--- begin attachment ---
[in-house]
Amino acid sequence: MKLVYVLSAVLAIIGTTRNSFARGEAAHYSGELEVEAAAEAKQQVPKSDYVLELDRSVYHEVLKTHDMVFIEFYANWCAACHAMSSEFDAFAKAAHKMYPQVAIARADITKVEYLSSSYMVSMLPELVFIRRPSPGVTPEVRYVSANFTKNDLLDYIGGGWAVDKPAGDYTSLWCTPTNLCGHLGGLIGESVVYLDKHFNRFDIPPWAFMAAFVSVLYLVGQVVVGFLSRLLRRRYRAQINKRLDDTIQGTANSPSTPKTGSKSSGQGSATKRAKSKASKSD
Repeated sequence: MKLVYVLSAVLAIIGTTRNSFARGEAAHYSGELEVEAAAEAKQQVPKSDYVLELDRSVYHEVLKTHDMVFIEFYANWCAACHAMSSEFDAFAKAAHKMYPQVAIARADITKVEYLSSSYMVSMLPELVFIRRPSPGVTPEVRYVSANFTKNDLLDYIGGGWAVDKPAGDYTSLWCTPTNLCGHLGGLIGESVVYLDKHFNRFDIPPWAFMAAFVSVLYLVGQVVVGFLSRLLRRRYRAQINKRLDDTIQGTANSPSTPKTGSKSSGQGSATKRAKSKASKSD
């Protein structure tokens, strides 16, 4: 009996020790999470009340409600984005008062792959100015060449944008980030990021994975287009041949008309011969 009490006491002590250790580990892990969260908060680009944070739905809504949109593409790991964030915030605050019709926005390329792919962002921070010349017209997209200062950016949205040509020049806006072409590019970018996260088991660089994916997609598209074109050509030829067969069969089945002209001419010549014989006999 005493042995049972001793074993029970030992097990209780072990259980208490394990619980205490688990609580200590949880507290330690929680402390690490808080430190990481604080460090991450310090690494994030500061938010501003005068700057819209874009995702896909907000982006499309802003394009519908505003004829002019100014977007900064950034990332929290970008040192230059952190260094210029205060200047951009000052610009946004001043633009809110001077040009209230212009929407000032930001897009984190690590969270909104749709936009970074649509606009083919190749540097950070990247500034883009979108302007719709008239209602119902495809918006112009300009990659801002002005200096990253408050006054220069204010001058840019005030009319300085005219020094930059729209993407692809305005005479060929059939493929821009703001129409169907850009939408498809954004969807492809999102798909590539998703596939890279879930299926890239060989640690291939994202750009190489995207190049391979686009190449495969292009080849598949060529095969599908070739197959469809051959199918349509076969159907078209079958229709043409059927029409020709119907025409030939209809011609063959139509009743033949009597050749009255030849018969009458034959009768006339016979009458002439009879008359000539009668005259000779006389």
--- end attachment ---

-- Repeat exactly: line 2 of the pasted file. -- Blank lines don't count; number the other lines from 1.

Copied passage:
Amino acid sequence: MKLVYVLSAVLAIIGTTRNSFARGEAAHYSGELEVEAAAEAKQQVPKSDYVLELDRSVYHEVLKTHDMVFIEFYANWCAACHAMSSEFDAFAKAAHKMYPQVAIARADITKVEYLSSSYMVSMLPELVFIRRPSPGVTPEVRYVSANFTKNDLLDYIGGGWAVDKPAGDYTSLWCTPTNLCGHLGGLIGESVVYLDKHFNRFDIPPWAFMAAFVSVLYLVGQVVVGFLSRLLRRRYRAQINKRLDDTIQGTANSPSTPKTGSKSSGQGSATKRAKSKASKSD